The Jardin du Val Rahmeh is a little Eden. Imagine we could travel back to the colonial era, when the first exotic gardens were built in Europe. We are in Provence, specifically in Menton, next to the Italian border. In 1905, a former British general, Sir Percy Radcliffe, and his wife Rahmeh Theodora Swinburme decide to move to France. Sir Percy buys a property on the French Riviera, in Menton, and has a large villa built among palm trees and olive trees. Fifty years later, the house goes to Miss Campbell, an English lady with a passion for plants and cats. Miss Campbell has a second garden built around the villa and a fountain, the Waterfield fountain. A tropical environment is therefore created, with giant bamboos and Australian ferns and palm trees, which flourish in the microclimate of the French Riviera.
THE JARDIN DU VAL RAHMEH
The Jardin du Val Rahmeh is located on Avenue Saint Jacques, easily reachable from the city center. Stone stairs and steep paths in the lavish Mediterranean vegetation will take you to an olive tree grove and then the exotic garden. The only sounds are the buzz of insects and the distant cry of seagulls. Once we step through the iron gates, you’ll feel a different, almost magic atmosphere. The yellow and red house is still there, peacefully nestled on the hill, surrounded by the garden. Buy the ticket and explore this world of wonders; it’s like traveling to faraway places, exotic islands with their vivid colours and intense scents.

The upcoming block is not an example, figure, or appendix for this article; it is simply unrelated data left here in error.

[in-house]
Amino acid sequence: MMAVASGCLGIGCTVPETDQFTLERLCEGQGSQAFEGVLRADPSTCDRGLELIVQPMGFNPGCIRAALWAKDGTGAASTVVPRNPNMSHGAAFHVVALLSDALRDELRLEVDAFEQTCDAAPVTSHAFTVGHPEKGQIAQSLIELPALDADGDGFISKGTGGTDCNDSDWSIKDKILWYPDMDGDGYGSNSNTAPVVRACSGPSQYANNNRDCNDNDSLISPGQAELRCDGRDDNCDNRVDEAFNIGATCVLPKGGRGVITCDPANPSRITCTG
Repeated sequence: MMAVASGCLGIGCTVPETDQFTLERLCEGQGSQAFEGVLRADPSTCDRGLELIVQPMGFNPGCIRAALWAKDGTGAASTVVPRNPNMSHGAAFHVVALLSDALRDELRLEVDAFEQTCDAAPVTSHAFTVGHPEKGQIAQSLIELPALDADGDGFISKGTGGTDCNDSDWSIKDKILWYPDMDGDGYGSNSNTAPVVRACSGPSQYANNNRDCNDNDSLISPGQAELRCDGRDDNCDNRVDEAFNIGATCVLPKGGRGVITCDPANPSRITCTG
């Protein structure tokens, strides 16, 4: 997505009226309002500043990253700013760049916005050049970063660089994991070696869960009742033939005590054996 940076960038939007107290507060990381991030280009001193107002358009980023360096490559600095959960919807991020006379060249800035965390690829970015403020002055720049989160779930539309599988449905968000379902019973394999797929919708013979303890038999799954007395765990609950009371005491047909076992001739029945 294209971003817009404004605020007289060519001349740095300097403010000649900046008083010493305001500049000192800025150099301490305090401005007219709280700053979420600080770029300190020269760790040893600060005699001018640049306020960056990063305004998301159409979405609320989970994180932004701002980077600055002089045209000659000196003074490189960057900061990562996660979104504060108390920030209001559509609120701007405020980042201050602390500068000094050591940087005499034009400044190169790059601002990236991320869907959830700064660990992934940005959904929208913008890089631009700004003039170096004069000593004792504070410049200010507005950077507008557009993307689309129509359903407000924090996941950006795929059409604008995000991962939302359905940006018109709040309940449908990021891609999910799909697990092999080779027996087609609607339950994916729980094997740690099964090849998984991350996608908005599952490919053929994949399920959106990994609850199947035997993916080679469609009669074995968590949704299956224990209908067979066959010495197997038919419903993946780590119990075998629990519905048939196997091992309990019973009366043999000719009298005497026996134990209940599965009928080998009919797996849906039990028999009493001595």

The garden houses one thousand seven hundred different species:
Medical and edible plants, olive trees, citrus fruit, palm trees, bamboo plants, a variety of ferns and tropical flowers. Some species are particularly interesting, like New Caledonia pine, Amazonian white zapote and Sophora Toromiro. This plant, which is endemic to Easter Island, is a species of flowering tree in the legume family. When most of the forests were eliminated in the 17th century, the toromiro tree became very rare and ultimately disappeared from the island. Luckily, its seeds were brought to Göteborg by a Norwegian archaeologist and explorer, Thor Heyerdahl. Nowdays it survives in a handful of botanic gardens around the world, among which the Jardin du Val Rahmeh.
As you continue to explore the garden, you start to realize how rich and beautiful the plant world is. Banana trees, water lilies, sugar cane, avocados also grow in the garden, as well as Mediterranean trees such as orange and citrus. In autumn, a plant named Chorisia speciosa produces a dark red flowering; in Bolivia it is known as “sheltering tree”, or Toborochi. In this magical place, it is easy to forget time and space. When we hear the distant church bells, we realize it’s already lunch time.
And there’s no better place that The Loving Hut to eat a delicious, plant-based dish before exploring other places on the beautiful French Riviera.